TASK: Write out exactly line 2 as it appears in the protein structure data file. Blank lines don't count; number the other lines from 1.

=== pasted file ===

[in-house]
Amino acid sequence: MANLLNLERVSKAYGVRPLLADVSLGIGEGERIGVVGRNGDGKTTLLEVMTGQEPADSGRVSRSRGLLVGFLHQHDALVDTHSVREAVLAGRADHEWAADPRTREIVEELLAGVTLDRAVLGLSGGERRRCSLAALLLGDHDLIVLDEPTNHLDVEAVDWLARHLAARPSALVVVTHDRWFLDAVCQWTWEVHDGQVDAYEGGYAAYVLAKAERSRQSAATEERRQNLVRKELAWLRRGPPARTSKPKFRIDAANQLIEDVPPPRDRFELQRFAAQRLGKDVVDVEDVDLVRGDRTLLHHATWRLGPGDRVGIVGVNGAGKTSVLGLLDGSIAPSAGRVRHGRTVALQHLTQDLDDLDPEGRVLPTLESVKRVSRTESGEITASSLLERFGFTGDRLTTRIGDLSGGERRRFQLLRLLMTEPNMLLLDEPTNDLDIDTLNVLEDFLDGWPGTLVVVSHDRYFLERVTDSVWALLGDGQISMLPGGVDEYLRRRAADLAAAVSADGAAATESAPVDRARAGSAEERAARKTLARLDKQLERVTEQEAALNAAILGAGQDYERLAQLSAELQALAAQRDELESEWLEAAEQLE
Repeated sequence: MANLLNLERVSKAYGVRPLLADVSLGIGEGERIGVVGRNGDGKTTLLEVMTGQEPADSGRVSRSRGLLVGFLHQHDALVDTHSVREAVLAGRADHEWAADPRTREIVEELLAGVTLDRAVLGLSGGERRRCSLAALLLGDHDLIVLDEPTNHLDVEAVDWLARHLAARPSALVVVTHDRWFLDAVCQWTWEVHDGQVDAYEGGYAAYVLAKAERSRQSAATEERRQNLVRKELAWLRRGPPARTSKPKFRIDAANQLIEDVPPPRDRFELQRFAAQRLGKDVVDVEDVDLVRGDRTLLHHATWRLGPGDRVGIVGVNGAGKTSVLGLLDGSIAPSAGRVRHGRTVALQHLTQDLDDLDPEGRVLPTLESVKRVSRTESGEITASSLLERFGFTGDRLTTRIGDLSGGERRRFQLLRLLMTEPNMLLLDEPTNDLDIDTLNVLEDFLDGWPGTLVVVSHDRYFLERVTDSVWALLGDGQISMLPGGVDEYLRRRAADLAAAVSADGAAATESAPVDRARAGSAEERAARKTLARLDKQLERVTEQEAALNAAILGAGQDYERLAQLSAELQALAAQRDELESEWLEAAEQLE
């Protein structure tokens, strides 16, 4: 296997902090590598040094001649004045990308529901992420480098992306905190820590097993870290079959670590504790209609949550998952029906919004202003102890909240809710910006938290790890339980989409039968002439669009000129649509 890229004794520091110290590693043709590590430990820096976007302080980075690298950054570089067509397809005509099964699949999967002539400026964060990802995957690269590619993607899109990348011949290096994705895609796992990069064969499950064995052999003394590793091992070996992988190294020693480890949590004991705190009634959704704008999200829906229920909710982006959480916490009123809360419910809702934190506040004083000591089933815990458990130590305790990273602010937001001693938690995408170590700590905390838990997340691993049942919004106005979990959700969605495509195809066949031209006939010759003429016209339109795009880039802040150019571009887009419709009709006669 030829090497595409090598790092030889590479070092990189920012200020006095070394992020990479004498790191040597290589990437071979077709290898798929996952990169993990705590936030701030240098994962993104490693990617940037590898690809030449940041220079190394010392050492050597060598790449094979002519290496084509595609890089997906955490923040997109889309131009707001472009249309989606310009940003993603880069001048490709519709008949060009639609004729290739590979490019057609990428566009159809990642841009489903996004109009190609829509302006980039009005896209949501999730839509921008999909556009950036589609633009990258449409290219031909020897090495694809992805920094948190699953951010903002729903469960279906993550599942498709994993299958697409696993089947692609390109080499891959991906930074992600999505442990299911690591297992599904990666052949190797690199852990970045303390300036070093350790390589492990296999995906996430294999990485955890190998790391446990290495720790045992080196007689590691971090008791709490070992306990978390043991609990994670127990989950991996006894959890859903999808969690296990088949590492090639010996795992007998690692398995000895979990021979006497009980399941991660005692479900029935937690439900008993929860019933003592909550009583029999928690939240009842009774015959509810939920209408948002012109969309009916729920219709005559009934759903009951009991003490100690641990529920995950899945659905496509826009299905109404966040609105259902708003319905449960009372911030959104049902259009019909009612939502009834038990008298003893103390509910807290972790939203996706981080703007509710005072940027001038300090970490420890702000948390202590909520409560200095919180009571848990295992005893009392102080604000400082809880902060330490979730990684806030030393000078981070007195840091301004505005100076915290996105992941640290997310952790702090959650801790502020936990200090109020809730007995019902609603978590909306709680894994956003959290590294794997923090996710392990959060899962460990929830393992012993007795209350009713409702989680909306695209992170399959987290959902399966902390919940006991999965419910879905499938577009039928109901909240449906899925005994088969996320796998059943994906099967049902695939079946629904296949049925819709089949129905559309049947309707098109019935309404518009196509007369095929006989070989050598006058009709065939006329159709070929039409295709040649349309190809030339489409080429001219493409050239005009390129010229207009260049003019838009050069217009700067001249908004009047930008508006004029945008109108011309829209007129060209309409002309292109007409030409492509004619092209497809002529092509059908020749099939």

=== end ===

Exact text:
Amino acid sequence: MANLLNLERVSKAYGVRPLLADVSLGIGEGERIGVVGRNGDGKTTLLEVMTGQEPADSGRVSRSRGLLVGFLHQHDALVDTHSVREAVLAGRADHEWAADPRTREIVEELLAGVTLDRAVLGLSGGERRRCSLAALLLGDHDLIVLDEPTNHLDVEAVDWLARHLAARPSALVVVTHDRWFLDAVCQWTWEVHDGQVDAYEGGYAAYVLAKAERSRQSAATEERRQNLVRKELAWLRRGPPARTSKPKFRIDAANQLIEDVPPPRDRFELQRFAAQRLGKDVVDVEDVDLVRGDRTLLHHATWRLGPGDRVGIVGVNGAGKTSVLGLLDGSIAPSAGRVRHGRTVALQHLTQDLDDLDPEGRVLPTLESVKRVSRTESGEITASSLLERFGFTGDRLTTRIGDLSGGERRRFQLLRLLMTEPNMLLLDEPTNDLDIDTLNVLEDFLDGWPGTLVVVSHDRYFLERVTDSVWALLGDGQISMLPGGVDEYLRRRAADLAAAVSADGAAATESAPVDRARAGSAEERAARKTLARLDKQLERVTEQEAALNAAILGAGQDYERLAQLSAELQALAAQRDELESEWLEAAEQLE